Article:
The implications of the loss in the reversed flow of information is perhaps even more hazardous, as minions at times give false or tampered evidence of Covid preparedness to the top bosses. The top down approach is further perpetuated by junior government officials on to daily wage workers and labour on site, in ways I have yet to see in other cities.
The perils of working without data is the reliance on poor anecdotal evidence. In a top heavy bureaucracy, anecdotal evidence can be easily tampered by staff on the ground who pass on only the ‘good news’ to the bosses. For instance the same set of beds would shockingly be moved around from one hall to another, each time captured for photographic evidence to send to the top bosses. These bosses are so removed from the ground reality that there is a slim chance that they would ever discover the truth.
A second major challenge is mismanagement. Parts of the plan of linking the temporary facilities to neighbouring hospitals remains only on paper. Despite the rise in Covid cases, the empty beds for Covid patients has been much in the news. The much celebrated 10,000-bed Covid facility at the Radha Soami Satsang Beas in Delhi received 20 patients on the first day of its opening on July 5, and until July 15 only about 200 patients were being treated there. The two 100-bed Covid recovery facilities in Delhi that we set up over the last two weeks in banquet halls in Kapashera and Sinkhole areas in Delhi, are yet to be equipped with health care workers and oxygen cylinders from the hospital it is supposedly attached to. Sadly, it is also well-known that there have been a few cases of rape and sexual assault upon patients in temporary Covid care facilities in Delhi alone. The reason for this abject mismanagement is not just the obvious lack of healthcare staff such as nurses, doctors, paramedics to run these spaces, but also a glaring gap in know-how and planning of operations. Overcapacity of temporary beds is not a sign of preparedness, it instead points to the lack of planning besides a waste of resources.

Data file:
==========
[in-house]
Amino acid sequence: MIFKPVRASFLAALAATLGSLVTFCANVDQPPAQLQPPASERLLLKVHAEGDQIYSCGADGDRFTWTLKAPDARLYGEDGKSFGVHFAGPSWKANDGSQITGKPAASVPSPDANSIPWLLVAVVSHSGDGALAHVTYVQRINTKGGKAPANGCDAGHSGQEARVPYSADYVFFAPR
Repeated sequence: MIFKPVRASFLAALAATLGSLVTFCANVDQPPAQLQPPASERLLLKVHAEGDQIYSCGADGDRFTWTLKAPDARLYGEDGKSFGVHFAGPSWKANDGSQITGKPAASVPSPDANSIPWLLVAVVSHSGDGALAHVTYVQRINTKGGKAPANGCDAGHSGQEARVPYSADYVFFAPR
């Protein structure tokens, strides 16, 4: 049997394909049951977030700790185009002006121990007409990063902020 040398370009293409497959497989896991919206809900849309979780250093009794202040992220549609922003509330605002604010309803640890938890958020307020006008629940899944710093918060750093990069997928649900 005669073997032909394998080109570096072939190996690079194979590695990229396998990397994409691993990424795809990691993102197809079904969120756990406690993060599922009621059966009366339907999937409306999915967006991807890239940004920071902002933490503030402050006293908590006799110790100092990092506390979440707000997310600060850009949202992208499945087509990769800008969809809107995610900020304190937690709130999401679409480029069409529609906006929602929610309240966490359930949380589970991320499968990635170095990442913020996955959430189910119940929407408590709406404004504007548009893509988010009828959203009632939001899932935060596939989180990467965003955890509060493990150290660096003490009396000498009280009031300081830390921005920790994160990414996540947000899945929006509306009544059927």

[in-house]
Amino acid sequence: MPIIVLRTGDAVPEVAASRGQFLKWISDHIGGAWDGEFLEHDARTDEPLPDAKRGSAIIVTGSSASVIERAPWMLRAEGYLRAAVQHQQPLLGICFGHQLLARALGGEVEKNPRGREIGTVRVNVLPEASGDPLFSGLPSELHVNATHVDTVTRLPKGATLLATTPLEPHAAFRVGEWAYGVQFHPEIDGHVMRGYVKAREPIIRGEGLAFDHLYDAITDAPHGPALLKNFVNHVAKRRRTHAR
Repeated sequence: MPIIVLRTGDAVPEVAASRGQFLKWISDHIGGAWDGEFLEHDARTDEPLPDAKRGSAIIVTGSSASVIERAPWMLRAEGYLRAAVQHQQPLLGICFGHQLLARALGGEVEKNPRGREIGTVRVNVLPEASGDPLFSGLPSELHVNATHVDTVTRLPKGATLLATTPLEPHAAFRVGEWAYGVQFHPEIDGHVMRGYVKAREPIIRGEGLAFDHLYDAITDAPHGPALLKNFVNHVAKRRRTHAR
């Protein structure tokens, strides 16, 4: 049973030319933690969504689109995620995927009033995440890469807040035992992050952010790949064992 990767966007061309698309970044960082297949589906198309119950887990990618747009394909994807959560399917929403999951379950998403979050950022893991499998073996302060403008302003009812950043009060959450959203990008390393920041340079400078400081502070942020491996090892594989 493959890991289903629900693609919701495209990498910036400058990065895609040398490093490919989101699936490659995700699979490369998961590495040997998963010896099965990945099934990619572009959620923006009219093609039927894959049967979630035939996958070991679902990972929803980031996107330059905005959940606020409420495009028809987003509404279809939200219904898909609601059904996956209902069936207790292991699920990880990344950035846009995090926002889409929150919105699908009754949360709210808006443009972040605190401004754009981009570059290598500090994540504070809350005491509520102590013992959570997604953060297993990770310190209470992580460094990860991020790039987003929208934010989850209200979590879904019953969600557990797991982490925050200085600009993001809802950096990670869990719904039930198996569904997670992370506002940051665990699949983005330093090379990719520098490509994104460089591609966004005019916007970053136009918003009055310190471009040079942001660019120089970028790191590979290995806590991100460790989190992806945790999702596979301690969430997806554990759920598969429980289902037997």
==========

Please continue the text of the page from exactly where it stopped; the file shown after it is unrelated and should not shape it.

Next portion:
On the other hand, Delhi government’s promotion of home quarantine of asymptomatic Covid patients or of those who had mild symptoms, has been particularly successful in the city’s fight against Covid. This meant that patients could recover in the comfort and security of their homes. This also led to less fear amongst people of testing Covid-positive. People were less likely to hide positive test results. However, the lack of randomised testing in most parts of the country including the national capital has obviously led to a large section of this category of patients mingling with the rest of the population unchecked and under no quarantine.